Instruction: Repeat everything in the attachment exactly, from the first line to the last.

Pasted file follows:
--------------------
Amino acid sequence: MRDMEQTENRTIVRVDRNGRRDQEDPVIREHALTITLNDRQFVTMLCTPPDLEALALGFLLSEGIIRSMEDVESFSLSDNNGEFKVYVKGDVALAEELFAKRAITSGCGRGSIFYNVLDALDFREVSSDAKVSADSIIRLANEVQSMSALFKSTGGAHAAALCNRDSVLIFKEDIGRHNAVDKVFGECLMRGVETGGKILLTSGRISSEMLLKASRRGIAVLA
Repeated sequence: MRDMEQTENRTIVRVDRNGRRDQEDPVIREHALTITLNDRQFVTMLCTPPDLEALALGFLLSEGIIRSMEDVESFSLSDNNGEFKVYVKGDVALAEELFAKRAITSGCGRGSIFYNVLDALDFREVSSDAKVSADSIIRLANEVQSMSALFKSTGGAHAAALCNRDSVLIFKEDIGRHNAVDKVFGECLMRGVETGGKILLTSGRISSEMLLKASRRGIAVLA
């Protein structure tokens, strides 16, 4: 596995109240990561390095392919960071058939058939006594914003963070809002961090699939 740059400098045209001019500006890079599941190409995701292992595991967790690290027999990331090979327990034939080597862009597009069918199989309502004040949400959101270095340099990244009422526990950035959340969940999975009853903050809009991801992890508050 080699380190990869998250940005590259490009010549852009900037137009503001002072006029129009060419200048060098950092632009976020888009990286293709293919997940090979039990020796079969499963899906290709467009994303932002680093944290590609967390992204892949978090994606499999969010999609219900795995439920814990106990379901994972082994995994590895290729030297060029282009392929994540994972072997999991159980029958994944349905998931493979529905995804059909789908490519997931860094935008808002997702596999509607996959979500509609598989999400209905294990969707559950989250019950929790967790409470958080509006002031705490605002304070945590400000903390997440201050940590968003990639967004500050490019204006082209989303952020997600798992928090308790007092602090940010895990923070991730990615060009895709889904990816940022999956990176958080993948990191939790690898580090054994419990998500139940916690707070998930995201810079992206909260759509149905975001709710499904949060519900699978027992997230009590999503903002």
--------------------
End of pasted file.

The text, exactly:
Amino acid sequence: MRDMEQTENRTIVRVDRNGRRDQEDPVIREHALTITLNDRQFVTMLCTPPDLEALALGFLLSEGIIRSMEDVESFSLSDNNGEFKVYVKGDVALAEELFAKRAITSGCGRGSIFYNVLDALDFREVSSDAKVSADSIIRLANEVQSMSALFKSTGGAHAAALCNRDSVLIFKEDIGRHNAVDKVFGECLMRGVETGGKILLTSGRISSEMLLKASRRGIAVLA
Repeated sequence: MRDMEQTENRTIVRVDRNGRRDQEDPVIREHALTITLNDRQFVTMLCTPPDLEALALGFLLSEGIIRSMEDVESFSLSDNNGEFKVYVKGDVALAEELFAKRAITSGCGRGSIFYNVLDALDFREVSSDAKVSADSIIRLANEVQSMSALFKSTGGAHAAALCNRDSVLIFKEDIGRHNAVDKVFGECLMRGVETGGKILLTSGRISSEMLLKASRRGIAVLA
């Protein structure tokens, strides 16, 4: 596995109240990561390095392919960071058939058939006594914003963070809002961090699939 740059400098045209001019500006890079599941190409995701292992595991967790690290027999990331090979327990034939080597862009597009069918199989309502004040949400959101270095340099990244009422526990950035959340969940999975009853903050809009991801992890508050 080699380190990869998250940005590259490009010549852009900037137009503001002072006029129009060419200048060098950092632009976020888009990286293709293919997940090979039990020796079969499963899906290709467009994303932002680093944290590609967390992204892949978090994606499999969010999609219900795995439920814990106990379901994972082994995994590895290729030297060029282009392929994540994972072997999991159980029958994944349905998931493979529905995804059909789908490519997931860094935008808002997702596999509607996959979500509609598989999400209905294990969707559950989250019950929790967790409470958080509006002031705490605002304070945590400000903390997440201050940590968003990639967004500050490019204006082209989303952020997600798992928090308790007092602090940010895990923070991730990615060009895709889904990816940022999956990176958080993948990191939790690898580090054994419990998500139940916690707070998930995201810079992206909260759509149905975001709710499904949060519900699978027992997230009590999503903002």